Friday, January 15, 2010

What Is Forex The Market?

The foreign exchange market — most often called the forex market, or simply the FX market — is the most traded financial market in the world. We like to think of the forex market as the “Big Kahuna” of financial markets. The forex market is the crossroads for international capital, the intersection through which global commercial and investment flows have to move. International trade flows, such as when a Swiss electronics company purchases Japanese-made components, were the original basis for the development of the forex markets.

Today, however, global financial and investment flows dominate trade as the primary non-speculative source of forex market volume. Whether it’s an Australian pension fund investing in U.S. Treasury bonds, or a British insurer allocating assets to the Japanese equity market, or a German conglomerate purchasing a Canadian manufacturing facility, each cross-border transaction passes through the forex market at some stage. More than anything else, the forex market is a trader’s market.

It’s a market that’s open around the clock six days a week, enabling traders to act on news and events as they happen. It’s a market where half-billion-dollar trades can be executed in a matter of seconds and may not even move prices noticeably. Try buying or selling a half billion of anything in another market and see how prices react.

Sunday, December 27, 2009

Trading in the European/London session

About midway through the Asian trading day, European financial centers begin to open up and the market gets into its full swing. European financial centers and London account for over 50 percent of total daily global trading volume, with London alone accounting for about one-third of total daily global volume, according to the 2004 survey.

The European session overlaps with half of the Asian trading day and half of the North American trading session, which means that market interest and liquidity is at its absolute peak during this session.

News and data events from the Euro zone (and individual countries like Germany and France), Switzerland, and the United Kingdom are typically released in the early-morning hours of the European session. As a result, some of the biggest moves and most active trading takes place in the European currencies (EUR, GBP, and CHF) and the euro cross currency pairs (EUR/CHF and EUR/GBP).

Asian trading centers begin to wind down in the late-morning hours of the European session, and North American financial centers come in a few hours later, around 7 a.m. ET.

Trading in the Asia-Pacific session

Currency trading volumes in the Asia-Pacific session account for about 21 percent of total daily global volume, according to a 2004 survey. The principal financial trading centers are Wellington, New Zealand; Sydney, Australia; Tokyo, Japan; Hong Kong; and Singapore. In terms of the most actively traded currency pairs, that means news and data reports from New Zealand, Australia, and Japan are going to be hitting the market during this session.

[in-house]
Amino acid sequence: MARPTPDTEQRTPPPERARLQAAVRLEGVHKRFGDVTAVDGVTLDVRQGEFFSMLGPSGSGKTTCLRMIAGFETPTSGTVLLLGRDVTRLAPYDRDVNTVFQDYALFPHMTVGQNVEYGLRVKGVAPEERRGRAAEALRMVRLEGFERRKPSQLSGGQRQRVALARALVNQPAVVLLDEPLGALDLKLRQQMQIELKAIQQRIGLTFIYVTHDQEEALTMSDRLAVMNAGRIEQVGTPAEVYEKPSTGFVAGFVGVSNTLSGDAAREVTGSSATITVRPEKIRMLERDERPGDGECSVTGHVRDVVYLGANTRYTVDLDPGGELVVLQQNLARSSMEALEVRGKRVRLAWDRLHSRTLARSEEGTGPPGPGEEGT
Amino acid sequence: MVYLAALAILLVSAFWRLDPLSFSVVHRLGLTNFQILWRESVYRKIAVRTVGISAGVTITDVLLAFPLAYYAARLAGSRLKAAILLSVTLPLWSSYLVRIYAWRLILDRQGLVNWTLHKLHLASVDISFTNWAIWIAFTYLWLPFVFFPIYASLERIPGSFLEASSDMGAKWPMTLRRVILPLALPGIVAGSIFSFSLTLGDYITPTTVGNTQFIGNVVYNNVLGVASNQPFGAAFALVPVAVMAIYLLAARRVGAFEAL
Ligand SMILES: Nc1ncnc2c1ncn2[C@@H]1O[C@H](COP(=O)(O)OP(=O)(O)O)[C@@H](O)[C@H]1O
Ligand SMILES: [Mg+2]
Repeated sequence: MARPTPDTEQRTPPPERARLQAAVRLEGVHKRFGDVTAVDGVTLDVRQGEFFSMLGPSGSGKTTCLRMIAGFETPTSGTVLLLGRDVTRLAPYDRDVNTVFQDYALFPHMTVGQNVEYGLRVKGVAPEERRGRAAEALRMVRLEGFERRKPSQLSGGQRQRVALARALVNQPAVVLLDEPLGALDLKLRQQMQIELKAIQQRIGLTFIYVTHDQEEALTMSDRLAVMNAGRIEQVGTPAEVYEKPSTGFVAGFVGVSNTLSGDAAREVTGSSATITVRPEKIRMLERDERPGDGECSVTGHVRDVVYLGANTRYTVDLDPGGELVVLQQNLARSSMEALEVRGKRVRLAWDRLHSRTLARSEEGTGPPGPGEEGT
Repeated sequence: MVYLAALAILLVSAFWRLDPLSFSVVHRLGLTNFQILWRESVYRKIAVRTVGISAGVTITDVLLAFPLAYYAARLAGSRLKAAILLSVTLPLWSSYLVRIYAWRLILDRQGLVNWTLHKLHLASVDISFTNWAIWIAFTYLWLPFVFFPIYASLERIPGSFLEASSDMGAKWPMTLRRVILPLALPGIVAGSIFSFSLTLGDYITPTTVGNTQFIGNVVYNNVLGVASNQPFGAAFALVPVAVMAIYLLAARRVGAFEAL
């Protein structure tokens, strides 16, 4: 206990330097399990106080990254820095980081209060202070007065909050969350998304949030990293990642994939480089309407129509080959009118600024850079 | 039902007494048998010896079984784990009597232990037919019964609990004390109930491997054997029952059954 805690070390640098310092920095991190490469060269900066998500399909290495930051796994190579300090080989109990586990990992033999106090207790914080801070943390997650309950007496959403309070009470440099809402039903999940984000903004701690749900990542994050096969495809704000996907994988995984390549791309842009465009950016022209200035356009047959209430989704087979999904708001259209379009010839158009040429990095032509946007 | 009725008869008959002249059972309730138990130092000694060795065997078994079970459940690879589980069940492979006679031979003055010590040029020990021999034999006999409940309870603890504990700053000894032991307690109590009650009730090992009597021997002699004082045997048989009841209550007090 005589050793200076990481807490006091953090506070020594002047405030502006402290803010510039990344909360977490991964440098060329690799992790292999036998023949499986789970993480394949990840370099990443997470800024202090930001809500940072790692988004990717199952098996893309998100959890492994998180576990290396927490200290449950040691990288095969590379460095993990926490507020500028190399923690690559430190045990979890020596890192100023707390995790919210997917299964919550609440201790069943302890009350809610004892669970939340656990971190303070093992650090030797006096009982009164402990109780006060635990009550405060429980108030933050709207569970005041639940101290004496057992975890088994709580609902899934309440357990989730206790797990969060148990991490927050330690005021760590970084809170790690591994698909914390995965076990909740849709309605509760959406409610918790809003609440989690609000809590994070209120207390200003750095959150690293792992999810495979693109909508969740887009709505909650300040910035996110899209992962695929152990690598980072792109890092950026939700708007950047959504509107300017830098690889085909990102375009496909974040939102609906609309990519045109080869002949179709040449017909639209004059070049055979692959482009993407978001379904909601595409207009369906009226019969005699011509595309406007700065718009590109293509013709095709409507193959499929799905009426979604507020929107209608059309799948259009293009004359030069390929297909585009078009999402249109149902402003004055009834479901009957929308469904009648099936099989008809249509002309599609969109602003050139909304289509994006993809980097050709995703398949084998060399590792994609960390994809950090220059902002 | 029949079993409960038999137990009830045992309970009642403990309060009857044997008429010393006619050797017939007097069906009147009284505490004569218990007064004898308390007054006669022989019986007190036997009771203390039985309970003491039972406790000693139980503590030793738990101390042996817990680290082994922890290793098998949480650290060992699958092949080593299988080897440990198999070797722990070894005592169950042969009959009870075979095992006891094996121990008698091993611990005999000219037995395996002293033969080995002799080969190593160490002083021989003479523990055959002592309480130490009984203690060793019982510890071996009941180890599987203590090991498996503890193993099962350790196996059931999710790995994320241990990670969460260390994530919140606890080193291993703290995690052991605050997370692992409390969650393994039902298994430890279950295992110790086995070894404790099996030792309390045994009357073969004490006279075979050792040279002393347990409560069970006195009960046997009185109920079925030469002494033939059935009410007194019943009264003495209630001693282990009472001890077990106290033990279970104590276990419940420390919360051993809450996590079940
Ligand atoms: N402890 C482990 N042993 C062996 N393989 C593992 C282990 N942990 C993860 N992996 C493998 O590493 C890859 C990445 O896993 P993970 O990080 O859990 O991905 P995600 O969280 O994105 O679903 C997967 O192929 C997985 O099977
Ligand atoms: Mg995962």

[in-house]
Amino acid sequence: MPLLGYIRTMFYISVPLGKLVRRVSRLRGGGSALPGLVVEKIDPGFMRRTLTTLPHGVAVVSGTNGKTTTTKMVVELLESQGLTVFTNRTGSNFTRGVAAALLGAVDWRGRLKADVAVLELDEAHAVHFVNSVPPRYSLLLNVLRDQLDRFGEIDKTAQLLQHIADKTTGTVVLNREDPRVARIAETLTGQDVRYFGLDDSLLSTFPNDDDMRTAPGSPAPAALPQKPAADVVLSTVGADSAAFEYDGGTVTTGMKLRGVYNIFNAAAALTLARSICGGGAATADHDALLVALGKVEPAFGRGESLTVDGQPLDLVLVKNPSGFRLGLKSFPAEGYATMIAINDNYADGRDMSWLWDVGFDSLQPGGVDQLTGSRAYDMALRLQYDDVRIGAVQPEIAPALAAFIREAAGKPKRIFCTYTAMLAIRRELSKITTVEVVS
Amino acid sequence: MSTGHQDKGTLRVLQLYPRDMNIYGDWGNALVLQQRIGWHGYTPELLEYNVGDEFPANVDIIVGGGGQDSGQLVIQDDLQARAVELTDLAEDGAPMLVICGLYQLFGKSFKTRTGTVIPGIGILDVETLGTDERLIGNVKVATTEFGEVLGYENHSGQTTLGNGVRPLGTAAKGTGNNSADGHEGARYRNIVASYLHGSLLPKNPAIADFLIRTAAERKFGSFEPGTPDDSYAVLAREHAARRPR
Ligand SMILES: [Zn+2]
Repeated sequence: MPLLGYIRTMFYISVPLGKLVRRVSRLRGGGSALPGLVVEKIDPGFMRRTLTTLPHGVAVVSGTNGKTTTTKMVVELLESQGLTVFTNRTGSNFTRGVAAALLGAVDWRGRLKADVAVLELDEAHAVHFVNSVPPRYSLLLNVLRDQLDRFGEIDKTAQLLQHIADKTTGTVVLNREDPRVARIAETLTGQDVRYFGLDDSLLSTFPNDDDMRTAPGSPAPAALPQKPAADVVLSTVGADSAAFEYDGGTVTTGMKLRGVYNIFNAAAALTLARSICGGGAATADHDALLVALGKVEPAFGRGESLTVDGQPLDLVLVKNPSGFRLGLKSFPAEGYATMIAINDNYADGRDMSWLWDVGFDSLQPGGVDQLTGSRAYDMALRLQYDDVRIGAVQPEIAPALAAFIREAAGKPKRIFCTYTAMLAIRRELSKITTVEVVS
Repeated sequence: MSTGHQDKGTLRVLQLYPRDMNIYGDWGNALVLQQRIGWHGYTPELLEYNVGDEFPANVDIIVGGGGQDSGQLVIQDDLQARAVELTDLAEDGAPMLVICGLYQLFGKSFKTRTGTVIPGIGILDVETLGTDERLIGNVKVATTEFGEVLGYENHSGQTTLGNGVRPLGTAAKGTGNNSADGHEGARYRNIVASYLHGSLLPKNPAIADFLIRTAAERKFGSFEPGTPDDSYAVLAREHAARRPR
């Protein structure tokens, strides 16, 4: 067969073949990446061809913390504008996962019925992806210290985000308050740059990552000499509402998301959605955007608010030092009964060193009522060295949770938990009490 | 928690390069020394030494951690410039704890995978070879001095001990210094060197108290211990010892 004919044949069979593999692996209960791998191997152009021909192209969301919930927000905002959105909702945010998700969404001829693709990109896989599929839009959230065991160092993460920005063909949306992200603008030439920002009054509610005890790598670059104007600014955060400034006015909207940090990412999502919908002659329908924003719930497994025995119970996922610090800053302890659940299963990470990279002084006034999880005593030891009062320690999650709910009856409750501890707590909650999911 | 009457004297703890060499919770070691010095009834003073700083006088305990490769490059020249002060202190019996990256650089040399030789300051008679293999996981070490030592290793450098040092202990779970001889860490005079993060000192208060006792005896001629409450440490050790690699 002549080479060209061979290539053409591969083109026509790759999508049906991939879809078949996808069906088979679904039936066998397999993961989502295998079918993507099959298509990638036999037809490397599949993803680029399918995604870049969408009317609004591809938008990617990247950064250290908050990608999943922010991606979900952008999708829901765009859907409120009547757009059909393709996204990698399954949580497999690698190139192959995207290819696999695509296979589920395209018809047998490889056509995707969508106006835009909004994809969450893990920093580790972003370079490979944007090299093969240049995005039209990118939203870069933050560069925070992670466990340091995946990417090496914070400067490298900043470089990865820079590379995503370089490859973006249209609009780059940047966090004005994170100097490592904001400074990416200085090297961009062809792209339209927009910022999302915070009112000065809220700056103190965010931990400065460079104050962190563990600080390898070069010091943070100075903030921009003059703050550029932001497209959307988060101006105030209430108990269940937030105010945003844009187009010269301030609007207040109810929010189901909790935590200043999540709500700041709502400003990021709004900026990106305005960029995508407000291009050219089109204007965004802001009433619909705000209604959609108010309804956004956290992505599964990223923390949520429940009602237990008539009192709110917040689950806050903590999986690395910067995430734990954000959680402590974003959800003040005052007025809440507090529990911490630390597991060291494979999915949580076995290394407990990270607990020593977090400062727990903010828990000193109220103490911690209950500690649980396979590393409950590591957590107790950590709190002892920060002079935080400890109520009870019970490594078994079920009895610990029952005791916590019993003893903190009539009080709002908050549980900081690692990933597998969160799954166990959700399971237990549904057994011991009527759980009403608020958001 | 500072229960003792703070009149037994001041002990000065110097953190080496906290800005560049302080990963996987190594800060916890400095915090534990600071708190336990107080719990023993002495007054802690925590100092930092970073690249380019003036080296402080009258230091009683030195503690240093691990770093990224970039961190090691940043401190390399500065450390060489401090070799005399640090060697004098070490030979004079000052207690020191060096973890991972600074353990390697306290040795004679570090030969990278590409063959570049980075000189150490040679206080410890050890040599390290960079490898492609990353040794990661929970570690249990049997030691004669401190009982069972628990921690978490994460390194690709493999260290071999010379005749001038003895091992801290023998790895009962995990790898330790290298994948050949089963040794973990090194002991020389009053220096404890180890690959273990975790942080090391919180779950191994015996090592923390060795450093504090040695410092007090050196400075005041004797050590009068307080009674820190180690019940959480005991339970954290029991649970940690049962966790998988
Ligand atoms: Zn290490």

Because of the size of the Japanese market and the importance of Japanese data to the market, much of the action during the Asia-Pacific session is focused on the Japanese yen currency pairs (explained more in Chapter 2), such as USD/JPY – forex speak for the U.S. dollar/Japanese yen -- and the JPY crosses, like  UR/JPY and AUD/JPY. Of course, Japanese financial institutions are also most active during this session, so you can frequently get a sense of what the Japanese market is doing based on price movements.

For individual traders, overall liquidity in the major currency pairs is more than sufficient, with generally orderly price movements. In some less liquid, non-regional currencies, like GBP/USD or USD/CAD, price movements may be more erratic or nonexistent, depending on the environment.

Opening of the Trading Week

There is no officially designated starting time to the trading day or week, but for all intents the market action kicks off when Wellington, New Zealand, the first financial center west of the international dateline, opens on Monday morning local time. Depending on whether daylight saving time is in effect in your own time zone, it roughly corresponds to early Sunday afternoon in North America, Sunday evening in Europe, and very early Monday morning in Asia.

The Sunday open represents the starting point where currency markets resume trading after the Friday close of trading in North America (5 p.m. Eastern time). This is the first chance for the forex market to react to news and events that may have happened over the weekend. Prices may have closed New York trading at one level, but depending on the circumstances, they may start trading at different levels at the Sunday open.

Trading Day Around The World

The forex market is open and active 24 hours a day from the start of business hours on Monday morning in the Asia-Pacific time zone straight through to the Friday close of business hours in New York. At any given moment, depending on the time zone, dozens of global financial centers — such as Sydney, Tokyo, or London — are open, and currency trading desks in those financial centers are active in the market.

Currency trading doesn’t even stop for holidays when other financial markets, like stocks or futures exchanges, may be closed. Even though it’s a holiday in Japan, for example, Sydney, Singapore, and Hong Kong may still be open. It might be the Fourth of July in the United States, but if it’s a business day, Tokyo, London, Toronto, and other financial centers will still be trading currencies. About the only holiday in common around the world is New Year’s Day, and even that depends on what day of the week it falls on.
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